Chapters Six and Seven are the first place where the text seems that it might build toward a possible argument. While Chapter Six provides background on the history of conflicts after the Persian War (Peloponnesian and Corinthian), the primary goal is to lay out the context for shifting relationship between various cities and the Achaemenid empire, and the subsequent mobility of craftspeople, artisans, and others during this period. Both chapters are primarily devoted to trends in temples, tombs, funerary art, and the role they played at the nexus of individual identity and power in western Anatolian interactions with the rest of the Greek Aegean. As a result of the distinctive attention to funerary practices here, and the citation of some of Nováková’s own work on the subject, this discussion seems to be the primary issue at the heart of this research project. Nováková illustrates how emphases on the relationship between the individual and the civic community, or the state, can be seen in choices surrounding funerary architecture in Athens vs. western Anatolia (e.g., different attitudes toward the acceptability of public monuments to individuals (251-3; also 177-179), and the use of idealism vs. realism in depicting the dead on funerary monuments (298)). While these contrasts are made, this section of the text is weakened by the lack of discussion of their significance. Overall, the absence of this greater discussion also makes it hard to determine the author’s original contributions, and therefore to assess the monograph’s contribution to current discourse.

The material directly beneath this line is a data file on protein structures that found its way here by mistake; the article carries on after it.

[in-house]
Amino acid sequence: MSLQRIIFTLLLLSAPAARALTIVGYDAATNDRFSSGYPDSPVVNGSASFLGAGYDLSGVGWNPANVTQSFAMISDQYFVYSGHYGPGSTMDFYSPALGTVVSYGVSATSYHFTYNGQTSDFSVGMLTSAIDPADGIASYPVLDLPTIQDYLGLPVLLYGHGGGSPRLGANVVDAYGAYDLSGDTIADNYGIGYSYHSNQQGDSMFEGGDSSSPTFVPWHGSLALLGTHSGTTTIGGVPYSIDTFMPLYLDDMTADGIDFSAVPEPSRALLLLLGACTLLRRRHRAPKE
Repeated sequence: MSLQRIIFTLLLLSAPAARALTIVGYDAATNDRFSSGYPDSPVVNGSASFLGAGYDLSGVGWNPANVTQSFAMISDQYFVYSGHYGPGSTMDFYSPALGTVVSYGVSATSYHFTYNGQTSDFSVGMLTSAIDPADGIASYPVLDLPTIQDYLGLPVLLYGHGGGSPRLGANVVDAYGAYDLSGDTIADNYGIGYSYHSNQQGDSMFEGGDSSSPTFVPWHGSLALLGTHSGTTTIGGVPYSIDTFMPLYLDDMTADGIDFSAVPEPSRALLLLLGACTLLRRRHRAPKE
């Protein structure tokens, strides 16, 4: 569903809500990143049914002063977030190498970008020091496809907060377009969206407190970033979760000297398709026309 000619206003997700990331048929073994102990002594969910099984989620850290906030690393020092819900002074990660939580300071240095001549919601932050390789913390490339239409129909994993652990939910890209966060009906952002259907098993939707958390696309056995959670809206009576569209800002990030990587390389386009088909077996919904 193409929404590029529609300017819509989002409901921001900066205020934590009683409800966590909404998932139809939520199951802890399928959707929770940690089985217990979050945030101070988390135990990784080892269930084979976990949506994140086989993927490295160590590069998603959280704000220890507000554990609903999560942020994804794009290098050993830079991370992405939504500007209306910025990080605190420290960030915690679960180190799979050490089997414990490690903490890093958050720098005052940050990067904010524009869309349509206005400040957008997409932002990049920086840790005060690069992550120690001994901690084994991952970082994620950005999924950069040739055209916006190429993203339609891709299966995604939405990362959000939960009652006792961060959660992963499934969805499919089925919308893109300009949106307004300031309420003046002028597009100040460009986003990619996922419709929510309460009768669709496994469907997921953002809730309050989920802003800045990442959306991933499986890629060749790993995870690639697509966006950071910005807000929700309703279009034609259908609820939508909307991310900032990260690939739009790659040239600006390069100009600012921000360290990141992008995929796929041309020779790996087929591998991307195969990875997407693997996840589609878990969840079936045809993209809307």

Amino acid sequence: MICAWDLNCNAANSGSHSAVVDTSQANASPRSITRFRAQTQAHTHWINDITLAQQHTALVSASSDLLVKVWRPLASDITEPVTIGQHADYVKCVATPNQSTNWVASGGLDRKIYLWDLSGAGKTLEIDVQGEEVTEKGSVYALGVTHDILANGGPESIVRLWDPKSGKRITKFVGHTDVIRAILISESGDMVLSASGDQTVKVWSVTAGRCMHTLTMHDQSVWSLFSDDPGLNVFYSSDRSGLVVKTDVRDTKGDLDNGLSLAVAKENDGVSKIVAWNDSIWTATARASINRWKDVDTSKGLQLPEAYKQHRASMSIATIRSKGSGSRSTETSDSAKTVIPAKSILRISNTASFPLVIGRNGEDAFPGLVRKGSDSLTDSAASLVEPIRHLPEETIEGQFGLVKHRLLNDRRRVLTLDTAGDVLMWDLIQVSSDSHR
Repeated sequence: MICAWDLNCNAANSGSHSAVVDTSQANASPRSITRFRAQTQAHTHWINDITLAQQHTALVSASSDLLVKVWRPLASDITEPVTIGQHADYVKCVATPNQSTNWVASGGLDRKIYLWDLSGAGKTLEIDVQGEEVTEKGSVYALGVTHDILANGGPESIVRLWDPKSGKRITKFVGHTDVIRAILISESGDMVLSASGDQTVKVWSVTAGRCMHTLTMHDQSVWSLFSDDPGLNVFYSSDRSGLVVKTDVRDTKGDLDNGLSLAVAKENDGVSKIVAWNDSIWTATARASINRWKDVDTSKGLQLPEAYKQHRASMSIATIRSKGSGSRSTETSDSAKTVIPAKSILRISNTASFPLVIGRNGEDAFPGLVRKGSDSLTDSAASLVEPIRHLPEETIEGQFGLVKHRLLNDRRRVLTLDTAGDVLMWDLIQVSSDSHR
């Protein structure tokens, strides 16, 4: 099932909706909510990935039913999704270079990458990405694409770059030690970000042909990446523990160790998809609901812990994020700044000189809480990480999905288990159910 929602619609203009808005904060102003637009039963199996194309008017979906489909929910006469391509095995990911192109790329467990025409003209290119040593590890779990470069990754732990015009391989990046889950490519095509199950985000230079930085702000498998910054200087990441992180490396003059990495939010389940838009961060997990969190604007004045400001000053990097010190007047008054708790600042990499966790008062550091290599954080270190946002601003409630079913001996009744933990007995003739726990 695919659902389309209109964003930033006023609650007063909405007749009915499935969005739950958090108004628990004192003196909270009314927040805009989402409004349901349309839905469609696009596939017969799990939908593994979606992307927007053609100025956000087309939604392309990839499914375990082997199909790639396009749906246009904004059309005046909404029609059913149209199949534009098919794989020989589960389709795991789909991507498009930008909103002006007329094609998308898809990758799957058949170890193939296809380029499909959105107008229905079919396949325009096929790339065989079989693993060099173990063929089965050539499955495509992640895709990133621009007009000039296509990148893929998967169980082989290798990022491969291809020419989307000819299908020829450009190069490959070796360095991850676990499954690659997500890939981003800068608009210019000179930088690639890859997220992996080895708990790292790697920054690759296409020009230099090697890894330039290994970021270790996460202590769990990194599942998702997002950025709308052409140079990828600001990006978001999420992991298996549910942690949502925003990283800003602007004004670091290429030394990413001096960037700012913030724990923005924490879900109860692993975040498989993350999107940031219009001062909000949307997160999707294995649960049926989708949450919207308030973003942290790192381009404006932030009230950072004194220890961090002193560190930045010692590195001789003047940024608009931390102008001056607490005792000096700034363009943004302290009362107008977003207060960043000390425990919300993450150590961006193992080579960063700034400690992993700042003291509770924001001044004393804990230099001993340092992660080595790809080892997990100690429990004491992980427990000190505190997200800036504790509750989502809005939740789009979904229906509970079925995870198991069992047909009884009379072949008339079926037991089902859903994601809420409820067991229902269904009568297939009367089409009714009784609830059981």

The conclusion to this text offers a reprisal of a few key points, but does not necessarily bring those points together. It is helpful to have a paragraph or two devoted to highlighting key ideas from each chapter (though they are not identified as such in the text), but disappointing not to hear the clear voice of the author coming through to wrap up the monograph. Indeed, the conclusion cuts off abruptly and the reader is left to draw together threads from the various chapters on their own. The author seems to think there is a broader argument to be made about the parallel development of funerary practices in western Anatolia and mainland Greece, but what exactly that argument might be is lost in the mix of overwhelming historical background and highly detailed descriptions of funerary structures and other monuments already discussed.

Overall, the monograph would have benefitted significantly from a clear structure and organization. This would aid the reader in understanding what novel contribution(s) Nováková intends to make to the study of western Anatolia and its relation to its neighbors. Individual sections of this book may be of interest to students or scholars in search of introductory overviews to questions of cross-cultural interaction within western Anatolia (Chapters One and Two), or to the general practice of tumulus construction (79-99), but their unevenness means they would require supplementation. Additionally, very detailed descriptions of some funerary monuments (e.g., various tumulus construction techniques, Hekatomnid maussolleia, the Nereid monument, etc.) are available in the text, and some, like the tradition of tumulus use around the Aegean, are noted in the table of contents and therefore easy to find; others will require more careful combing through the relevant thematic sub-sections. Ultimately, the topic of reciprocal influence in funerary practices between Anatolia and the Aegean is an important part of discussions around cross-cultural exchange in these milieus more broadly. Trends in choices of self-representation for elite and non-elite individuals in funerary contexts, and their relationship to self-representation and adornment in life, carry implications for an understanding of identity and exchange in the Classical Aegean that material evidence makes ever more nuanced. Nováková has collected a significant body of relevant data related to these issues, and they deserve more extensive treatment in the future.

Notes

[1] See, e.g. Jiménez, Alicia. 2011. “Pure hybridism. Late Iron Age Sculpture in Southern Iberia”. World Archaeology, 43 (1), Postcolonial Archaeologies, 102-123.